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Office for the Advancement of Research & Scholarship

The mission of the Office for the Advancement of Research & Scholarship (OARS) is to encourage, facilitate, and support the Miami University community in its effort to obtain external funding for all forms of research, education, scholarly, creative, service, and outreach activities. External funding can provide resources such as release time during the academic year, support during summer months, student assistants, equipment, and travel.


In general, external funding is secured by submitting a proposal. Proposal writing can sometimes seem like a mysterious process and even academics who are perfectly comfortable writing articles for publication can be intimidated by the prospect of writing a proposal for external funding. Thankfully, experienced OARS staff are available to provide support and assistance with all aspects of proposal development, including: • Identification of potential funding sources • Development of proposal budgets and narratives • Editing of proposals • Navigation of the internal review and electronic submission processes • Cultivation of relationships with funding agencies, including follow-up on funded and nonfunded proposals

FINDING FUNDING While the internet is a good place to start your funding search, more targeted services may yield better results. Whether you are looking for funding for a specific project, the resources available in the “Finding Funding” section of the OARS website can help you find the funding you need.

CONCEPT PAPER A concept paper is a brief sketch of your project idea. In addition to helping you think through, refine, and organize ideas for a proposal, a concept paper may be used as a pre-proposal, an initial step in the application process required by some funding agencies. Even when a pre-proposal is not required, a concept paper can be used to solicit feedback about your ideas from colleagues and/or agency program staff. ABSTRACT Although the abstract is usually written last, it appears at the beginning of your proposal and reviewers form their first impressions about your project from reading it. In fact, reviewers often make decisions about whether to fund a project after reading the proposal abstract. The abstract should explain the purpose, goals, and methods of your research or project. It should include a clear, direct statement of the project goals and each sentence should communicate specific, valuable information.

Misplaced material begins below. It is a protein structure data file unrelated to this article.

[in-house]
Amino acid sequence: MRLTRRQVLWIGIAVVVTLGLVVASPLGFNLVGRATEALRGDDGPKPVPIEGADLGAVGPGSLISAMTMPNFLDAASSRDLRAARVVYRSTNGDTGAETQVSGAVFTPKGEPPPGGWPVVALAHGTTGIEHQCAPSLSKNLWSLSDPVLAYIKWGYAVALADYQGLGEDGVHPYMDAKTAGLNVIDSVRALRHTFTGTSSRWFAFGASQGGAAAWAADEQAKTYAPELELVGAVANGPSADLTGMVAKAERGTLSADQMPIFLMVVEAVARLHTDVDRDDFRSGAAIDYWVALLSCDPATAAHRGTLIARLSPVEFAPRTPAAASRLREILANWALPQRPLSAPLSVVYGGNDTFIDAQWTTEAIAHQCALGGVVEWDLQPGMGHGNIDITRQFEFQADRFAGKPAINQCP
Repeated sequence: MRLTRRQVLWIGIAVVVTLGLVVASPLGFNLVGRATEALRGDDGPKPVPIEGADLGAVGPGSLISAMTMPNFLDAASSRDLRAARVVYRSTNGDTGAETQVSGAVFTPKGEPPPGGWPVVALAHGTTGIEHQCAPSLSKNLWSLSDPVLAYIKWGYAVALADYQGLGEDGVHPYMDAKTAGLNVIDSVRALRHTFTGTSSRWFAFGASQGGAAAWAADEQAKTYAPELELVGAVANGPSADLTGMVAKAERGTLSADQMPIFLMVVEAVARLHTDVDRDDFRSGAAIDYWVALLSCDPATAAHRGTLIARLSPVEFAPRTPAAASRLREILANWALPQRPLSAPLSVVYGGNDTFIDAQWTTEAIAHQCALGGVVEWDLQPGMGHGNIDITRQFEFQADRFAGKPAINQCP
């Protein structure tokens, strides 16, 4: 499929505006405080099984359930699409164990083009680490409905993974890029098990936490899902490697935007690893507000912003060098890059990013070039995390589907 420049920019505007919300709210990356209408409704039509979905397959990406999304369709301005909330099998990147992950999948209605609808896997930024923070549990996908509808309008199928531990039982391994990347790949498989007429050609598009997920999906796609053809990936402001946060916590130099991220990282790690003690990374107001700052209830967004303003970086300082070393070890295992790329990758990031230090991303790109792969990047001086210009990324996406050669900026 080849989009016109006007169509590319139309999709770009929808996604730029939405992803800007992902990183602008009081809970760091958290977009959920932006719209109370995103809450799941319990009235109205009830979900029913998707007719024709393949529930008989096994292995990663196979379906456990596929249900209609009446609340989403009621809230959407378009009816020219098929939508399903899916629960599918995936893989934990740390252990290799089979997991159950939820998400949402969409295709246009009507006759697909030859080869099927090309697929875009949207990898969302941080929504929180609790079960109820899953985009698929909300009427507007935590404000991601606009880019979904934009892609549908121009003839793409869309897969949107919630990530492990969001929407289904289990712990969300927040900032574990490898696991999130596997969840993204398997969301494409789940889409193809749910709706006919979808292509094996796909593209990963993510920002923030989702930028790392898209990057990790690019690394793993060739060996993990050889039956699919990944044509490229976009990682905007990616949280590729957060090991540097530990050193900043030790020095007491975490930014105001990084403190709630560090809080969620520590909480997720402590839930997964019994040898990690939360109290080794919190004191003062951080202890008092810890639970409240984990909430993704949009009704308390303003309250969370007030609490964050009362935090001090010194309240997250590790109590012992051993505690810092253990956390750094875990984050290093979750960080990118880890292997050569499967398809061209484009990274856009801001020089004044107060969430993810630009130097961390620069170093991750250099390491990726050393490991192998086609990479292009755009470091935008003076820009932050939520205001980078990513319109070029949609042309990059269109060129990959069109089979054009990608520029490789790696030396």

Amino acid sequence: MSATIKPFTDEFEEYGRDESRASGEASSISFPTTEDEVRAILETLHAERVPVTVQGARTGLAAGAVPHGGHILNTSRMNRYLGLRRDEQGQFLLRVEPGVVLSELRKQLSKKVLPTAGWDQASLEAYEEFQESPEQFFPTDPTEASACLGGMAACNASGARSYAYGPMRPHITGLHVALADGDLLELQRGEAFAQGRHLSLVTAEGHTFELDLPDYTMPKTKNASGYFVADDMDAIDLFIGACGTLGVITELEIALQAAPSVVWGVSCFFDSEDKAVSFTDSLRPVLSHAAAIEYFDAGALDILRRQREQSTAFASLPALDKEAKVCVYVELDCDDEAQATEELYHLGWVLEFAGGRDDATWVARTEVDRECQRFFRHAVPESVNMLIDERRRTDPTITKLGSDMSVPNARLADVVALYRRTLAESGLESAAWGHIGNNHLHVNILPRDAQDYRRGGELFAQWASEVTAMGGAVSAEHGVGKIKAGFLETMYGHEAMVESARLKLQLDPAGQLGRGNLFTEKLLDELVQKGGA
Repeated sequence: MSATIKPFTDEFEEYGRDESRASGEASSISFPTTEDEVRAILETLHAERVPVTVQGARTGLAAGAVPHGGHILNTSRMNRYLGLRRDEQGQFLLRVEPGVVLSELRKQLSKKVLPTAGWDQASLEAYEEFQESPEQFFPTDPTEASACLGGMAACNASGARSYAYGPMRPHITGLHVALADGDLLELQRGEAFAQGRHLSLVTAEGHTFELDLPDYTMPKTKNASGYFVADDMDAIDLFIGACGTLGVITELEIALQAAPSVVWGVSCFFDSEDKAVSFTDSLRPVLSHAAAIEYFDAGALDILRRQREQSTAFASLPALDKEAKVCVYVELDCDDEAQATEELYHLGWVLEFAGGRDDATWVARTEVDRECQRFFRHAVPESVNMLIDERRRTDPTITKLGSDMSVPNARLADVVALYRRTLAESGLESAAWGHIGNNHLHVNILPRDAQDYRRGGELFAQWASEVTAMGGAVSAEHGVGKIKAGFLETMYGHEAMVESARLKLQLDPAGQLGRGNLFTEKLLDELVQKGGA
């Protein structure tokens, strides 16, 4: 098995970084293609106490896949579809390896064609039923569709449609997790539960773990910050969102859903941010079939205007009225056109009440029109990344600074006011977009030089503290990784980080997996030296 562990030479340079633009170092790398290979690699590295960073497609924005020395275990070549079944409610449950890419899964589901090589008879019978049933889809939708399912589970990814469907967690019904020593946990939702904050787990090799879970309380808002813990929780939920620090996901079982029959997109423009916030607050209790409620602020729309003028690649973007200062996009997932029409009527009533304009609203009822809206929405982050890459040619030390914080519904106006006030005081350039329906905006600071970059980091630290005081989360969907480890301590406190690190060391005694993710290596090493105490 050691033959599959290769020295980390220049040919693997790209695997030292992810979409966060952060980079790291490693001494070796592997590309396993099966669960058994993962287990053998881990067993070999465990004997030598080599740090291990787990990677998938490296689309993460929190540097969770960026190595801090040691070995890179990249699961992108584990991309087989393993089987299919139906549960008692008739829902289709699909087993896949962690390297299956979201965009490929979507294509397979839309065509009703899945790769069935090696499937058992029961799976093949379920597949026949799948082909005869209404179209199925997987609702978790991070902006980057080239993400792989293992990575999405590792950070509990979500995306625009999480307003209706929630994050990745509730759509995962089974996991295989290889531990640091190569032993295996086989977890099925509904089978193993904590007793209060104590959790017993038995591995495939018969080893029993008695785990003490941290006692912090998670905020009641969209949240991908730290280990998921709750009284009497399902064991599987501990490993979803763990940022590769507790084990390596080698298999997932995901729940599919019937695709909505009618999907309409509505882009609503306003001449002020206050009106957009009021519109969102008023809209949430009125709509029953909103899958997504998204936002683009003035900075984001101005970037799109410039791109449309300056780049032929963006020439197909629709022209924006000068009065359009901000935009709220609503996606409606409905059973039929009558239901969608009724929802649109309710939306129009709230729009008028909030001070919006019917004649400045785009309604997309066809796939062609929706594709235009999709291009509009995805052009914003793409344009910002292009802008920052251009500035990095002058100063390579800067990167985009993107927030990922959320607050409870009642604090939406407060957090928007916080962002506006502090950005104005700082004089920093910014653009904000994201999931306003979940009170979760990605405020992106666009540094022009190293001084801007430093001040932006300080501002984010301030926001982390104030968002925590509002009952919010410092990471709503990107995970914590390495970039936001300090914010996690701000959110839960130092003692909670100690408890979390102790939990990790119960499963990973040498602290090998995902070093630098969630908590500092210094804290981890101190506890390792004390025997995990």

GUIDELINES Once you’ve identified a funding opportunity that you think is a good fit for your work, download the request for proposals (RFP) or guidelines for the program and read them carefully. Your OARS consultant can help interpret the guidelines and answer any questions you might have.

As its name suggests, the project narrative tells the story of your project. This part of the proposal generally includes the following seven sections.

Questions to answer in this section: • What is the problem/need and why is it a problem/need? • How extensive is the problem or need? • Who is affected? • What has already been done to address this problem or need and why have these efforts been insufficient? 2. GOALS & OBJECTIVES Although the terms are commonly used interchangeably, when it comes to grants, there is a difference between a goal and an objective. A goal is broad statement about an ideal or hopedfor state, while an objective is a specific, achievable, measurable step taken toward accomplishing a goal. Goals are sometimes developed by the funding agency you’re targeting. Objectives specify what you expect to accomplish through your project. Objectives should be presented in a form that directly parallels your problem statement. Be clear and precise about what you plan to do, when you will do it, and how you expect to show you have accomplished your objectives. Questions to answer in this section: • What do you propose to do to solve the problem or meet the need and to what extent? • When, where, and with whom do you propose to do it? • In what order do you propose to perform various steps? • What resources do you plan to use?